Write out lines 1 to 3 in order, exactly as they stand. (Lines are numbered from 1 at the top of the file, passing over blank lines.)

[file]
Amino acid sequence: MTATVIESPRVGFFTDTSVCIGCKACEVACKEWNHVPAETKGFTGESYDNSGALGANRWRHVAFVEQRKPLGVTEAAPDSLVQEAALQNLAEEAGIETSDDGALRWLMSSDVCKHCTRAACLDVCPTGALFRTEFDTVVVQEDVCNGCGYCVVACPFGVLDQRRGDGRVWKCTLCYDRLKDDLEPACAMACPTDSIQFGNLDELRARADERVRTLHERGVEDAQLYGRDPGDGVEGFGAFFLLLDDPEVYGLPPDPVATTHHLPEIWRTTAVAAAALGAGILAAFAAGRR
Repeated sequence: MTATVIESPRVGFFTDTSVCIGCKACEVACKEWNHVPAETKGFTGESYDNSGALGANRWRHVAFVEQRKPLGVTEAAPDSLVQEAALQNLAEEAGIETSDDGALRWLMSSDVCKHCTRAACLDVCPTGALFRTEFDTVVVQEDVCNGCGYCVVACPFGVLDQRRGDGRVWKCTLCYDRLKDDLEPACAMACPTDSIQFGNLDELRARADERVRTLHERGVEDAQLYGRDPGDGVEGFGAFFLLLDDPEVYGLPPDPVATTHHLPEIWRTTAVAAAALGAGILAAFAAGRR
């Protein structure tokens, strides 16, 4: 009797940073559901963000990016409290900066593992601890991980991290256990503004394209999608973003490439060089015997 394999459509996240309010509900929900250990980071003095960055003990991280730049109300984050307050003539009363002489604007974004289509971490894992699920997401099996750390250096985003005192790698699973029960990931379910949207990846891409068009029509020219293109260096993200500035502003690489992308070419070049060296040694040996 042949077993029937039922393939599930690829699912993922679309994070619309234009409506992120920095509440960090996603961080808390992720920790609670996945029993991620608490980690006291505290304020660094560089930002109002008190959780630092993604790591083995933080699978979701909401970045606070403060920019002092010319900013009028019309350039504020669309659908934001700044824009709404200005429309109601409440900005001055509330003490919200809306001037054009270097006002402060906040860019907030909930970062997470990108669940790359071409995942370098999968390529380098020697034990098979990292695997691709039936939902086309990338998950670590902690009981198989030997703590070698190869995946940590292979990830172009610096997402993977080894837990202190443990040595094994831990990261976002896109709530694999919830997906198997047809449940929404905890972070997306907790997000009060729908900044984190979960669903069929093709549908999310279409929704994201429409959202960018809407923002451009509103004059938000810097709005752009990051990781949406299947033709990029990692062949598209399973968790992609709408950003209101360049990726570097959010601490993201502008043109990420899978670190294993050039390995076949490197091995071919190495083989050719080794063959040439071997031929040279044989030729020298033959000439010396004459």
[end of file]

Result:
Amino acid sequence: MTATVIESPRVGFFTDTSVCIGCKACEVACKEWNHVPAETKGFTGESYDNSGALGANRWRHVAFVEQRKPLGVTEAAPDSLVQEAALQNLAEEAGIETSDDGALRWLMSSDVCKHCTRAACLDVCPTGALFRTEFDTVVVQEDVCNGCGYCVVACPFGVLDQRRGDGRVWKCTLCYDRLKDDLEPACAMACPTDSIQFGNLDELRARADERVRTLHERGVEDAQLYGRDPGDGVEGFGAFFLLLDDPEVYGLPPDPVATTHHLPEIWRTTAVAAAALGAGILAAFAAGRR
Repeated sequence: MTATVIESPRVGFFTDTSVCIGCKACEVACKEWNHVPAETKGFTGESYDNSGALGANRWRHVAFVEQRKPLGVTEAAPDSLVQEAALQNLAEEAGIETSDDGALRWLMSSDVCKHCTRAACLDVCPTGALFRTEFDTVVVQEDVCNGCGYCVVACPFGVLDQRRGDGRVWKCTLCYDRLKDDLEPACAMACPTDSIQFGNLDELRARADERVRTLHERGVEDAQLYGRDPGDGVEGFGAFFLLLDDPEVYGLPPDPVATTHHLPEIWRTTAVAAAALGAGILAAFAAGRR
């Protein structure tokens, strides 16, 4: 009797940073559901963000990016409290900066593992601890991980991290256990503004394209999608973003490439060089015997 394999459509996240309010509900929900250990980071003095960055003990991280730049109300984050307050003539009363002489604007974004289509971490894992699920997401099996750390250096985003005192790698699973029960990931379910949207990846891409068009029509020219293109260096993200500035502003690489992308070419070049060296040694040996 042949077993029937039922393939599930690829699912993922679309994070619309234009409506992120920095509440960090996603961080808390992720920790609670996945029993991620608490980690006291505290304020660094560089930002109002008190959780630092993604790591083995933080699978979701909401970045606070403060920019002092010319900013009028019309350039504020669309659908934001700044824009709404200005429309109601409440900005001055509330003490919200809306001037054009270097006002402060906040860019907030909930970062997470990108669940790359071409995942370098999968390529380098020697034990098979990292695997691709039936939902086309990338998950670590902690009981198989030997703590070698190869995946940590292979990830172009610096997402993977080894837990202190443990040595094994831990990261976002896109709530694999919830997906198997047809449940929404905890972070997306907790997000009060729908900044984190979960669903069929093709549908999310279409929704994201429409959202960018809407923002451009509103004059938000810097709005752009990051990781949406299947033709990029990692062949598209399973968790992609709408950003209101360049990726570097959010601490993201502008043109990420899978670190294993050039390995076949490197091995071919190495083989050719080794063959040439071997031929040279044989030729020298033959000439010396004459």